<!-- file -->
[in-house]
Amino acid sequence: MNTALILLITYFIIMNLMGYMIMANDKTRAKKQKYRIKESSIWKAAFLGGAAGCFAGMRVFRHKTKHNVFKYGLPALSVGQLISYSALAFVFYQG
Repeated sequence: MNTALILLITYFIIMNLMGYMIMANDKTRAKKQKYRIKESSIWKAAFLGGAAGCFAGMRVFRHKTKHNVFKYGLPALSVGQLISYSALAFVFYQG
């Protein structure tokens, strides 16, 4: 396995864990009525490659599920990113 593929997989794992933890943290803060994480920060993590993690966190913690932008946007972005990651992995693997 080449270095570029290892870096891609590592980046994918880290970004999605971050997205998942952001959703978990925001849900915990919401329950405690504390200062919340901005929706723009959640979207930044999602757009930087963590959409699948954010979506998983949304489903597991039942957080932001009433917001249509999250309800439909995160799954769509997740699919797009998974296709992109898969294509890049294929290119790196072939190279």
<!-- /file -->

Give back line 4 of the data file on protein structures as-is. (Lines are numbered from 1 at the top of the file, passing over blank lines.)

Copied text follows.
């Protein structure tokens, strides 16, 4: 396995864990009525490659599920990113 593929997989794992933890943290803060994480920060993590993690966190913690932008946007972005990651992995693997 080449270095570029290892870096891609590592980046994918880290970004999605971050997205998942952001959703978990925001849900915990919401329950405690504390200062919340901005929706723009959640979207930044999602757009930087963590959409699948954010979506998983949304489903597991039942957080932001009433917001249509999250309800439909995160799954769509997740699919797009998974296709992109898969294509890049294929290119790196072939190279």